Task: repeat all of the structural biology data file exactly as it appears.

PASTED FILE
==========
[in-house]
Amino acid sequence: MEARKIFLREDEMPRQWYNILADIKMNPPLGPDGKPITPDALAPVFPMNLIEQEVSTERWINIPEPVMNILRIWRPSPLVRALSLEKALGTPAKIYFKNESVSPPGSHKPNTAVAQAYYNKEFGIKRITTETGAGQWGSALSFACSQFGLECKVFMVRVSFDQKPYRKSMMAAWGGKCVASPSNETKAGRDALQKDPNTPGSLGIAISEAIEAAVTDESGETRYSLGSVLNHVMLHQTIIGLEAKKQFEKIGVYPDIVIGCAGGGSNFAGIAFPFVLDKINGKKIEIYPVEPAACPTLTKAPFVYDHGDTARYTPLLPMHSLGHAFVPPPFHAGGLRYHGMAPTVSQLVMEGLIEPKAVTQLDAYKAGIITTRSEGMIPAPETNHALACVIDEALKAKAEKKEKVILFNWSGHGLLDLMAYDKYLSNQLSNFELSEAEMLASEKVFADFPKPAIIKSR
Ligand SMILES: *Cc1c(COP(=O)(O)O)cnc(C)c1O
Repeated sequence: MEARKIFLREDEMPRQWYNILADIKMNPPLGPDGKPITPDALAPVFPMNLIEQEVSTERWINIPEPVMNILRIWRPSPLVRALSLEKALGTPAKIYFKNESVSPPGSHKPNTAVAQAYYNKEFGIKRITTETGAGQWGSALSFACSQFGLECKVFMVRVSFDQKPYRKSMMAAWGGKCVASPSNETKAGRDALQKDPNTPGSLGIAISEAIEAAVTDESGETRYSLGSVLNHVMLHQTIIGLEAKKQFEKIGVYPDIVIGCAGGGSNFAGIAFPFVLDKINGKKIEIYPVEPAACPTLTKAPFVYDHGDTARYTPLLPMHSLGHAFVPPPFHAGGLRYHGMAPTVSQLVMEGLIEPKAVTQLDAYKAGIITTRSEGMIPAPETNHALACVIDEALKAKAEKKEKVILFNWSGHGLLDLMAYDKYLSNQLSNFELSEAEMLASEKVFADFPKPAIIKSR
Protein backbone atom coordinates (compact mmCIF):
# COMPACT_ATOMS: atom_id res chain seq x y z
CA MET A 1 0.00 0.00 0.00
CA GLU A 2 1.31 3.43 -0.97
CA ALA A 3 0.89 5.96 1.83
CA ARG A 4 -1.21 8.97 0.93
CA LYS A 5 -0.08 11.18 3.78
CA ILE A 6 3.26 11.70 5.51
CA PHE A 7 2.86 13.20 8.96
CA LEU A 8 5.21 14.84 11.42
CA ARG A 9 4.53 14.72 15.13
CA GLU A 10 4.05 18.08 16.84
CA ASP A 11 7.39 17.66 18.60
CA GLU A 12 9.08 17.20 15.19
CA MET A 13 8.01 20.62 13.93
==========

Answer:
[in-house]
Amino acid sequence: MEARKIFLREDEMPRQWYNILADIKMNPPLGPDGKPITPDALAPVFPMNLIEQEVSTERWINIPEPVMNILRIWRPSPLVRALSLEKALGTPAKIYFKNESVSPPGSHKPNTAVAQAYYNKEFGIKRITTETGAGQWGSALSFACSQFGLECKVFMVRVSFDQKPYRKSMMAAWGGKCVASPSNETKAGRDALQKDPNTPGSLGIAISEAIEAAVTDESGETRYSLGSVLNHVMLHQTIIGLEAKKQFEKIGVYPDIVIGCAGGGSNFAGIAFPFVLDKINGKKIEIYPVEPAACPTLTKAPFVYDHGDTARYTPLLPMHSLGHAFVPPPFHAGGLRYHGMAPTVSQLVMEGLIEPKAVTQLDAYKAGIITTRSEGMIPAPETNHALACVIDEALKAKAEKKEKVILFNWSGHGLLDLMAYDKYLSNQLSNFELSEAEMLASEKVFADFPKPAIIKSR
Ligand SMILES: *Cc1c(COP(=O)(O)O)cnc(C)c1O
Repeated sequence: MEARKIFLREDEMPRQWYNILADIKMNPPLGPDGKPITPDALAPVFPMNLIEQEVSTERWINIPEPVMNILRIWRPSPLVRALSLEKALGTPAKIYFKNESVSPPGSHKPNTAVAQAYYNKEFGIKRITTETGAGQWGSALSFACSQFGLECKVFMVRVSFDQKPYRKSMMAAWGGKCVASPSNETKAGRDALQKDPNTPGSLGIAISEAIEAAVTDESGETRYSLGSVLNHVMLHQTIIGLEAKKQFEKIGVYPDIVIGCAGGGSNFAGIAFPFVLDKINGKKIEIYPVEPAACPTLTKAPFVYDHGDTARYTPLLPMHSLGHAFVPPPFHAGGLRYHGMAPTVSQLVMEGLIEPKAVTQLDAYKAGIITTRSEGMIPAPETNHALACVIDEALKAKAEKKEKVILFNWSGHGLLDLMAYDKYLSNQLSNFELSEAEMLASEKVFADFPKPAIIKSR
Protein backbone atom coordinates (compact mmCIF):
# COMPACT_ATOMS: atom_id res chain seq x y z
CA MET A 1 0.00 0.00 0.00
CA GLU A 2 1.31 3.43 -0.97
CA ALA A 3 0.89 5.96 1.83
CA ARG A 4 -1.21 8.97 0.93
CA LYS A 5 -0.08 11.18 3.78
CA ILE A 6 3.26 11.70 5.51
CA PHE A 7 2.86 13.20 8.96
CA LEU A 8 5.21 14.84 11.42
CA ARG A 9 4.53 14.72 15.13
CA GLU A 10 4.05 18.08 16.84
CA ASP A 11 7.39 17.66 18.60
CA GLU A 12 9.08 17.20 15.19
CA MET A 13 8.01 20.62 13.93